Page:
"When, today, Manohar says he has got nothing to do with the BCCI, he should remember it was the same BCCI which gave him the platform to become ICC chairman" - Anurag Thakur, BCCI president
What stung the BCCI most was Manohar’s alleged advice to ICC officials to “buy time”, whenever the BCCI raised issues.
If you try to sideline India, you will have trouble. Do not do that. Who does he think he is—'Bernie' Manohar?”
This was what a top official of the Board of Control for Cricket in India had to say to the cricket world, in general, and Shashank Manohar, in particular. The first independent chairman of the International Cricket Council should not try doing a Bernie Ecclestone, the “dictatorial Formula One supremo”.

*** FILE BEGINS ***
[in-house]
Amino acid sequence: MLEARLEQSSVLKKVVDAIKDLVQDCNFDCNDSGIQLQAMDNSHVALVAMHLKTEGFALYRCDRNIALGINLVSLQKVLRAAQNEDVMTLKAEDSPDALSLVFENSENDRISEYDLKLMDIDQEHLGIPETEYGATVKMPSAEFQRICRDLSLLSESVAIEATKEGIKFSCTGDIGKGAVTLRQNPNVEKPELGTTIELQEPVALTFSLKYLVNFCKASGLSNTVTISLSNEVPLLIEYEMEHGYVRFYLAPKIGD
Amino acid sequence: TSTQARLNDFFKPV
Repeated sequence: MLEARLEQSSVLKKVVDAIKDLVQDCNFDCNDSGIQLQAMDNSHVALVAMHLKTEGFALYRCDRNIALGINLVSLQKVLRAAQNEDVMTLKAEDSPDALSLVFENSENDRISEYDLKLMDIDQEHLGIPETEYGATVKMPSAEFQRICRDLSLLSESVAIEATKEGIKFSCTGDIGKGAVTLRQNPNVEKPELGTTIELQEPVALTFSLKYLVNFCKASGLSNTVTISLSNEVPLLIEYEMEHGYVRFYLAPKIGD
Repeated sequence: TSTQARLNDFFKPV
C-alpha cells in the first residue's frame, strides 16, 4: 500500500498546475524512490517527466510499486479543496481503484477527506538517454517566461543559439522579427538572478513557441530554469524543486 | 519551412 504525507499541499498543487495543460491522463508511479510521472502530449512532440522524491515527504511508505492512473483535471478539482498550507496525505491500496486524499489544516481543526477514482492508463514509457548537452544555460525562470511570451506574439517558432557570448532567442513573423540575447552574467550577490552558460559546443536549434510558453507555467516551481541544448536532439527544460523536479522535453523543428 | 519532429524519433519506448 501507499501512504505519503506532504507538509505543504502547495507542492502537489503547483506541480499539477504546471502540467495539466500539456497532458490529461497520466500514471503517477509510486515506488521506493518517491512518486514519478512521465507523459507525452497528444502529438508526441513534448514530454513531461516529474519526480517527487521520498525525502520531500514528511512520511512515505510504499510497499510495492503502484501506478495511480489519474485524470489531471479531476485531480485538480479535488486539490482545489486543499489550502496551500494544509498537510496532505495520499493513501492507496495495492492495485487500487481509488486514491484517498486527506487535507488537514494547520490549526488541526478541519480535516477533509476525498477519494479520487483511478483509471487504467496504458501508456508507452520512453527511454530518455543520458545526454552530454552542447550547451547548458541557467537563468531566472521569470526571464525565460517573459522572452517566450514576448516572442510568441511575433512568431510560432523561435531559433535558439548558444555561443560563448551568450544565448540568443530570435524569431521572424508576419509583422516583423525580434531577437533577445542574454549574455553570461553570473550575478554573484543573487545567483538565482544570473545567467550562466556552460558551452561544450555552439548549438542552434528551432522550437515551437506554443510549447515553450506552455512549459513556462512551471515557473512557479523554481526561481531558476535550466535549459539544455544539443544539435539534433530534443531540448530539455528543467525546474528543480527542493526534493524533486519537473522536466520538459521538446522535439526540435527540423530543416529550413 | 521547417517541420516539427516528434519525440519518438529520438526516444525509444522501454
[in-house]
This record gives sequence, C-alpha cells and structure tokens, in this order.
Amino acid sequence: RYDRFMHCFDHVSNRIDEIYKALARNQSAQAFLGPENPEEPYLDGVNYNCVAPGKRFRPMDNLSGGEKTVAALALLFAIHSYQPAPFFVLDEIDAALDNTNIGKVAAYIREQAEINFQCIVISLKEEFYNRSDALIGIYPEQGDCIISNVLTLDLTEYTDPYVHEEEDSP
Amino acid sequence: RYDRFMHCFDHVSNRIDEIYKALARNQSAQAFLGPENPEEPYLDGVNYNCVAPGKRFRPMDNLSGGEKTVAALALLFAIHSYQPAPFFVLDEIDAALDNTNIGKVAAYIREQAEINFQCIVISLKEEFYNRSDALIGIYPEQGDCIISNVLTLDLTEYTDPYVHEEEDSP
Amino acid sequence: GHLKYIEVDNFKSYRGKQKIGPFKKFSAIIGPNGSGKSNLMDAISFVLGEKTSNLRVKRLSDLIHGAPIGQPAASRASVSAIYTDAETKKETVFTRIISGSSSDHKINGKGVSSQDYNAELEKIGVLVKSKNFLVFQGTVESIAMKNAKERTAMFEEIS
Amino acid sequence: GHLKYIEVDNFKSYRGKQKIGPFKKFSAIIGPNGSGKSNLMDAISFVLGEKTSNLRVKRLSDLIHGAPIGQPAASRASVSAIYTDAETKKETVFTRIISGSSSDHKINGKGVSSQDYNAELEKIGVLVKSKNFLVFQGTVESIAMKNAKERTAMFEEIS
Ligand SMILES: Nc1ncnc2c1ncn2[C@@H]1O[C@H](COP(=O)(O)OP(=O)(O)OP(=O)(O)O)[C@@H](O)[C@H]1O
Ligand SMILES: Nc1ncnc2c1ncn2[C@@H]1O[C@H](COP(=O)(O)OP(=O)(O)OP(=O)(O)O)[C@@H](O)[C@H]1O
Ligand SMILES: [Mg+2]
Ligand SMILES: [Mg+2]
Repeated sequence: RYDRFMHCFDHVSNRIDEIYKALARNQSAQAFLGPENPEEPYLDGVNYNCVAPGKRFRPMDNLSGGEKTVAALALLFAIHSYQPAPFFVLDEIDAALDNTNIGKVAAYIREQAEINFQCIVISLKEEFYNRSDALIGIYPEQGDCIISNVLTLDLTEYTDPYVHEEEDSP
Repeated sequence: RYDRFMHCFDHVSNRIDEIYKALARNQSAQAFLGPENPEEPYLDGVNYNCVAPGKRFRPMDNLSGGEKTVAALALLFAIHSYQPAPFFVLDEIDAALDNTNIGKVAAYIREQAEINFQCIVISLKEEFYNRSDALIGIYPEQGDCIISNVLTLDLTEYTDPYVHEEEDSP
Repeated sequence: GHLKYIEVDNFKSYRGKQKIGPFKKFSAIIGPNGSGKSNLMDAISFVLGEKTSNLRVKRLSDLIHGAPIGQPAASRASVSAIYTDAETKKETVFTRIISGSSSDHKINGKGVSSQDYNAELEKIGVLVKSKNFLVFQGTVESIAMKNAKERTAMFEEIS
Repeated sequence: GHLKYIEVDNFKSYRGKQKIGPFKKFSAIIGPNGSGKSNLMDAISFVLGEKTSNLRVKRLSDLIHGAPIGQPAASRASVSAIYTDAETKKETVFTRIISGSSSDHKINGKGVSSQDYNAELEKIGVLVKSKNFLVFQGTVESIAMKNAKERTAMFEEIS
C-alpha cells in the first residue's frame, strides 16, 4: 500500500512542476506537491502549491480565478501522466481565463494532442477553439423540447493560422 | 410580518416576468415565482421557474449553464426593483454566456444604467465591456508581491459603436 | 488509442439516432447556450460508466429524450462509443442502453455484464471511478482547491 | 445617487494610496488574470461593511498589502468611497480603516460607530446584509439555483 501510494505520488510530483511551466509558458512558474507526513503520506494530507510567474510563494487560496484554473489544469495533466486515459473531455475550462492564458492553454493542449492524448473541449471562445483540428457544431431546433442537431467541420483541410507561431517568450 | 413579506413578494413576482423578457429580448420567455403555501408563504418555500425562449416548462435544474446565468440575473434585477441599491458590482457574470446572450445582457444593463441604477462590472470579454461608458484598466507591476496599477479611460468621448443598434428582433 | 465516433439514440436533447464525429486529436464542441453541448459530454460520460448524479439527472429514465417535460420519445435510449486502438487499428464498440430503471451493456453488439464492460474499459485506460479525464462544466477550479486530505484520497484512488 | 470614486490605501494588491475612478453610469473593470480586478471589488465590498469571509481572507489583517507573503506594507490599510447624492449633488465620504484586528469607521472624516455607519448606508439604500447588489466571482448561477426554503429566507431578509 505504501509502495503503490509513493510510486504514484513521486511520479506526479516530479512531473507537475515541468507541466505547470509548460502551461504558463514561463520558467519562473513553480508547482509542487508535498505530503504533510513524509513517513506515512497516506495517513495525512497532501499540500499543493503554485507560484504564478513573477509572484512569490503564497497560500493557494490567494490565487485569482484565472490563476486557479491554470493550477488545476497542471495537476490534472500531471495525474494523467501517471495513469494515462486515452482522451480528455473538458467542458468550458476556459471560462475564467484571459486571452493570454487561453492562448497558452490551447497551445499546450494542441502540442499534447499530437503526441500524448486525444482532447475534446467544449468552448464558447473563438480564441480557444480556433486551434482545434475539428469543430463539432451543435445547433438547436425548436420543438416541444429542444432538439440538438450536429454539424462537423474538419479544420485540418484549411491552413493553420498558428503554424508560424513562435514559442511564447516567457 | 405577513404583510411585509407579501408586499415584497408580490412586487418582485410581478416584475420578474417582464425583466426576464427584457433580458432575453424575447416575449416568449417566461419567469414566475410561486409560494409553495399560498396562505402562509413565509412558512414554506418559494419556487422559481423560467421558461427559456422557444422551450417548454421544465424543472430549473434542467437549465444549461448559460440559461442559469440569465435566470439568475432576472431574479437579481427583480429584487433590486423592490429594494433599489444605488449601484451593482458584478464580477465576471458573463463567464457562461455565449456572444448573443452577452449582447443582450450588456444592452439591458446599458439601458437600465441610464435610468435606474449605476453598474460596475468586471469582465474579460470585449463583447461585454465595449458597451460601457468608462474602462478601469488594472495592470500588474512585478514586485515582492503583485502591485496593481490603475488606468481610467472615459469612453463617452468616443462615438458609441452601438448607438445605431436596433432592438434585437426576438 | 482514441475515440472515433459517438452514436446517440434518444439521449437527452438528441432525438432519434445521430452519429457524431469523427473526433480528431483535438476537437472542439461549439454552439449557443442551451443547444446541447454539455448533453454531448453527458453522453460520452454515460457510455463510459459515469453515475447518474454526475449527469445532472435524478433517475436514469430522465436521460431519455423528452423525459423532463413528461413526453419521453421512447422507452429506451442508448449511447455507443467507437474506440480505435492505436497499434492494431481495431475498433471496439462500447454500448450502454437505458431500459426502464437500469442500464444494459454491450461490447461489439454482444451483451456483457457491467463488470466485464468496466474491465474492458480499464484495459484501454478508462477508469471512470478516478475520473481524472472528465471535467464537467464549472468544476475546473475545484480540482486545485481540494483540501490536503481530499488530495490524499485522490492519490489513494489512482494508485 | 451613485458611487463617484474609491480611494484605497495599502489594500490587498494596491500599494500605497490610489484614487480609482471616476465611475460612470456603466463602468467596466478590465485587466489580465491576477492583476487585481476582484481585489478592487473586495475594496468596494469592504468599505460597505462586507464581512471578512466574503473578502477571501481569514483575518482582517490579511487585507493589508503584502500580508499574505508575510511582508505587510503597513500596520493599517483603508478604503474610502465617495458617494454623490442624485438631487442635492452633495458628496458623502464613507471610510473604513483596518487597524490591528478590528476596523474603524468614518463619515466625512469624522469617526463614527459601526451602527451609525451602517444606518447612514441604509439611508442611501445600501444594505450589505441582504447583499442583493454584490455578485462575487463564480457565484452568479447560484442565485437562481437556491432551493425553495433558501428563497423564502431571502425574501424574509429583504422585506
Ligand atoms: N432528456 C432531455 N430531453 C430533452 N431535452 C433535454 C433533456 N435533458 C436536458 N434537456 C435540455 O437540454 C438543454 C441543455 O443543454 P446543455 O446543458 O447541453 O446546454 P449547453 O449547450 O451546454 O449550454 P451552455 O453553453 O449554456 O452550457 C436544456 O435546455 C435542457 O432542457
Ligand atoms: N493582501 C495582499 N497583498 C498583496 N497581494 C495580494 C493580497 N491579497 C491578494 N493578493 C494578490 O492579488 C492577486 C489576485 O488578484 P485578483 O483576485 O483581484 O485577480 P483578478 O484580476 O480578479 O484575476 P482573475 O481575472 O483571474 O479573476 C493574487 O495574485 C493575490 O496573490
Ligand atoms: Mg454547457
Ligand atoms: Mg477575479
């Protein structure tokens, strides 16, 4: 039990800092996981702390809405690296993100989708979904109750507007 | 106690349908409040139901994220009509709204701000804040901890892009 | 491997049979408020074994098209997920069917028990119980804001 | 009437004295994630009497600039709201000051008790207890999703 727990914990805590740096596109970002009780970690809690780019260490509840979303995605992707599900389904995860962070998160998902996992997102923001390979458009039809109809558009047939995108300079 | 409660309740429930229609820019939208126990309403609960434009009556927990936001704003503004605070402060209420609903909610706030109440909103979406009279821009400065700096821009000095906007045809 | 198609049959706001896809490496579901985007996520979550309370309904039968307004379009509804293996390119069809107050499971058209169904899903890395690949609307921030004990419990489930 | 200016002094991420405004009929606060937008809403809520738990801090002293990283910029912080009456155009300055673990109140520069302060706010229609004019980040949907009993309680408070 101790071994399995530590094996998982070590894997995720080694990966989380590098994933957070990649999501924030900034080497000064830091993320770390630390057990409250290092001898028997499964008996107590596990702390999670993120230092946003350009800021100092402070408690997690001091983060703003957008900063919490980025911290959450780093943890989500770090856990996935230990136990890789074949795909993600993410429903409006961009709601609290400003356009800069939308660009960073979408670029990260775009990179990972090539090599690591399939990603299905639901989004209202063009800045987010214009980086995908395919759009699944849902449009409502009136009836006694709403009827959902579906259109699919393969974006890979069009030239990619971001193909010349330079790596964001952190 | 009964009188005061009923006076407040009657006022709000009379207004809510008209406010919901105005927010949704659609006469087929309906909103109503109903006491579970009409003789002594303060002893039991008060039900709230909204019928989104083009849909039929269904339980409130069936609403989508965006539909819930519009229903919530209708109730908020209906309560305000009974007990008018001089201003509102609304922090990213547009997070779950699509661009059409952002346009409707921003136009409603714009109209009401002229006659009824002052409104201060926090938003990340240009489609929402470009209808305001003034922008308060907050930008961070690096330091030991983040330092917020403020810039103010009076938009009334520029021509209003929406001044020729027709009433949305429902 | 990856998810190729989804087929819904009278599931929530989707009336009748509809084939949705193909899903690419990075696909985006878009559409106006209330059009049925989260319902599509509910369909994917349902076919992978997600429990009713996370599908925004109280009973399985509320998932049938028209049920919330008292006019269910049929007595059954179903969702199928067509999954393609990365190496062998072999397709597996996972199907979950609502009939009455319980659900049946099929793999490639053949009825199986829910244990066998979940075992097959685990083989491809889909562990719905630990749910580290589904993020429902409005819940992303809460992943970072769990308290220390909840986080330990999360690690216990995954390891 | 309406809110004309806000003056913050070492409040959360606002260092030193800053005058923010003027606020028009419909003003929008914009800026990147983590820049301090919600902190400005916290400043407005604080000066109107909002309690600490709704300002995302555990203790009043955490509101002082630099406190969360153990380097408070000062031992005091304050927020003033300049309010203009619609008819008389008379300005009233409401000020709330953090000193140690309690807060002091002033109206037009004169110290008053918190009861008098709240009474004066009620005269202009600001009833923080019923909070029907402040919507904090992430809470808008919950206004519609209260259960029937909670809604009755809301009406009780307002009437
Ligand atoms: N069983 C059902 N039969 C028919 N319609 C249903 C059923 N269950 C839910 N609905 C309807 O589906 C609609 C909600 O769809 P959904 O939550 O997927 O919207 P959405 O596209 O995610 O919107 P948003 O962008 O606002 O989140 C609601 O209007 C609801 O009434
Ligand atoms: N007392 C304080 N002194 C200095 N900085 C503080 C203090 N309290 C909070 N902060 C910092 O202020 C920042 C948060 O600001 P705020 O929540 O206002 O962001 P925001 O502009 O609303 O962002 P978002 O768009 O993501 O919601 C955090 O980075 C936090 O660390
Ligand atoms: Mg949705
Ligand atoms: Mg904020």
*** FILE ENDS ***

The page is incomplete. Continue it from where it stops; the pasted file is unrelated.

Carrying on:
It is no cloak-and-dagger affair. The knives are out. And the target is clear. Just three months ago, Manohar was one of them. Not any more, believes the BCCI.
The Indian cricket board is furious. Facing an uncertain future, thanks to judicial intervention, the BCCI alleges that it is being ignored and Manohar is undermining its interests.
Adding to the strain, the Australian, English and South African boards have joined forces, yet again to pressure the BCCI on multiple fronts.
The dissolution of the Big Three (which puts an end to the India-Australia-England triumvirate), budget allocation for the 2017 ICC Champions Trophy, restructuring of Test cricket and the BCCI's exclusion from crucial ICC sub-committees are some of sore points raised by the Indian board members.